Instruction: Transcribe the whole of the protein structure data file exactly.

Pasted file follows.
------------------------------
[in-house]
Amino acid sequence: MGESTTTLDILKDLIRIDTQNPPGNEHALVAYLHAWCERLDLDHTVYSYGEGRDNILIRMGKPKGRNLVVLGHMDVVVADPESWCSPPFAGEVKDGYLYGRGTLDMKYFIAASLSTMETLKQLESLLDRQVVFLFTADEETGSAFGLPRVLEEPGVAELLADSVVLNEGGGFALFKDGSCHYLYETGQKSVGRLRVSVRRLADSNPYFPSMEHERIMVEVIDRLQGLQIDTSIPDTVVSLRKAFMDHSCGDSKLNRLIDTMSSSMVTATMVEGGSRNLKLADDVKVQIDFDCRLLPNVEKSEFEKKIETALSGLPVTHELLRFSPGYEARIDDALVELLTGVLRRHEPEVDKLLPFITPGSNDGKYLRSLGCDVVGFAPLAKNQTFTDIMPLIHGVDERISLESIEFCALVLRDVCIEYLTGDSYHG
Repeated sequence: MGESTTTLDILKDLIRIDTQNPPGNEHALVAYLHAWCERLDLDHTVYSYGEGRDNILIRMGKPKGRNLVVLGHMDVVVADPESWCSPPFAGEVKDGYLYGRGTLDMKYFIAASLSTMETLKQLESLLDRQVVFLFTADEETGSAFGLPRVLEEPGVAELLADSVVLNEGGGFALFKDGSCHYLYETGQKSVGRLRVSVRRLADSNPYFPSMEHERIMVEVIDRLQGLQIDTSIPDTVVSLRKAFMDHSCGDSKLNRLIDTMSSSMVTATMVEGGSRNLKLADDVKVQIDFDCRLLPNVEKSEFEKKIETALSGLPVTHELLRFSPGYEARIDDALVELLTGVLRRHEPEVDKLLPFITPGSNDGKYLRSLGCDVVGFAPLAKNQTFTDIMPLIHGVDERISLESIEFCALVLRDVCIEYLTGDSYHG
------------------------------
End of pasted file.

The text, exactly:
[in-house]
Amino acid sequence: MGESTTTLDILKDLIRIDTQNPPGNEHALVAYLHAWCERLDLDHTVYSYGEGRDNILIRMGKPKGRNLVVLGHMDVVVADPESWCSPPFAGEVKDGYLYGRGTLDMKYFIAASLSTMETLKQLESLLDRQVVFLFTADEETGSAFGLPRVLEEPGVAELLADSVVLNEGGGFALFKDGSCHYLYETGQKSVGRLRVSVRRLADSNPYFPSMEHERIMVEVIDRLQGLQIDTSIPDTVVSLRKAFMDHSCGDSKLNRLIDTMSSSMVTATMVEGGSRNLKLADDVKVQIDFDCRLLPNVEKSEFEKKIETALSGLPVTHELLRFSPGYEARIDDALVELLTGVLRRHEPEVDKLLPFITPGSNDGKYLRSLGCDVVGFAPLAKNQTFTDIMPLIHGVDERISLESIEFCALVLRDVCIEYLTGDSYHG
Repeated sequence: MGESTTTLDILKDLIRIDTQNPPGNEHALVAYLHAWCERLDLDHTVYSYGEGRDNILIRMGKPKGRNLVVLGHMDVVVADPESWCSPPFAGEVKDGYLYGRGTLDMKYFIAASLSTMETLKQLESLLDRQVVFLFTADEETGSAFGLPRVLEEPGVAELLADSVVLNEGGGFALFKDGSCHYLYETGQKSVGRLRVSVRRLADSNPYFPSMEHERIMVEVIDRLQGLQIDTSIPDTVVSLRKAFMDHSCGDSKLNRLIDTMSSSMVTATMVEGGSRNLKLADDVKVQIDFDCRLLPNVEKSEFEKKIETALSGLPVTHELLRFSPGYEARIDDALVELLTGVLRRHEPEVDKLLPFITPGSNDGKYLRSLGCDVVGFAPLAKNQTFTDIMPLIHGVDERISLESIEFCALVLRDVCIEYLTGDSYHG